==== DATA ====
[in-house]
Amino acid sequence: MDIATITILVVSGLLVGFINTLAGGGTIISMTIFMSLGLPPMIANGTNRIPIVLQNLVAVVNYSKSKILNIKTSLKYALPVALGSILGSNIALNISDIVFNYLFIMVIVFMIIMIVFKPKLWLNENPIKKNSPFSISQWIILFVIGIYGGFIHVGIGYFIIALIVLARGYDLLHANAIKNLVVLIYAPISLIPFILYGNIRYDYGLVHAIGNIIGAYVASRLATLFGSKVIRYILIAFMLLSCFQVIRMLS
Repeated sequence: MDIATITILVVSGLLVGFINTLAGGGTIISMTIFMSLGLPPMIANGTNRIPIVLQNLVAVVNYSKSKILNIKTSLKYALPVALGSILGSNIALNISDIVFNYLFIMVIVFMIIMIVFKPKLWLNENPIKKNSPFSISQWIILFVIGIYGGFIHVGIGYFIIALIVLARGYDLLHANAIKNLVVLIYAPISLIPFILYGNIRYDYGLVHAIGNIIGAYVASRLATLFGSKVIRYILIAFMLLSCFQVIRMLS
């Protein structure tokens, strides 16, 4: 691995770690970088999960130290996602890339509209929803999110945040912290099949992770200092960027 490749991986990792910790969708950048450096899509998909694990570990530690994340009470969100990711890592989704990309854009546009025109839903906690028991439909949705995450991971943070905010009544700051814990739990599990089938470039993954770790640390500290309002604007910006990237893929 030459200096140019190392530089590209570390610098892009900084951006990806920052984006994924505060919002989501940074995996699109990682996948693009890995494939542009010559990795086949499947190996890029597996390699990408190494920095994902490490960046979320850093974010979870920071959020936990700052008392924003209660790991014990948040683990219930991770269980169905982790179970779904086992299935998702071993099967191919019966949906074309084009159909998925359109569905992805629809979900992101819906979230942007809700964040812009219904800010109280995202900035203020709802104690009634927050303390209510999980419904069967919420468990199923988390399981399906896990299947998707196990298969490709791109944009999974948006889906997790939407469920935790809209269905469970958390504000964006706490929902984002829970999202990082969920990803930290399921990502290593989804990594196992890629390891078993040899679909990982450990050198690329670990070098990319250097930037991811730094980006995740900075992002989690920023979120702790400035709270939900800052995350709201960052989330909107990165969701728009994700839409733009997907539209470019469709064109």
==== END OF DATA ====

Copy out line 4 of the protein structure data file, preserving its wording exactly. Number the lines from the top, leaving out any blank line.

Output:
């Protein structure tokens, strides 16, 4: 691995770690970088999960130290996602890339509209929803999110945040912290099949992770200092960027 490749991986990792910790969708950048450096899509998909694990570990530690994340009470969100990711890592989704990309854009546009025109839903906690028991439909949705995450991971943070905010009544700051814990739990599990089938470039993954770790640390500290309002604007910006990237893929 030459200096140019190392530089590209570390610098892009900084951006990806920052984006994924505060919002989501940074995996699109990682996948693009890995494939542009010559990795086949499947190996890029597996390699990408190494920095994902490490960046979320850093974010979870920071959020936990700052008392924003209660790991014990948040683990219930991770269980169905982790179970779904086992299935998702071993099967191919019966949906074309084009159909998925359109569905992805629809979900992101819906979230942007809700964040812009219904800010109280995202900035203020709802104690009634927050303390209510999980419904069967919420468990199923988390399981399906896990299947998707196990298969490709791109944009999974948006889906997790939407469920935790809209269905469970958390504000964006706490929902984002829970999202990082969920990803930290399921990502290593989804990594196992890629390891078993040899679909990982450990050198690329670990070098990319250097930037991811730094980006995740900075992002989690920023979120702790400035709270939900800052995350709201960052989330909107990165969701728009994700839409733009997907539209470019469709064109």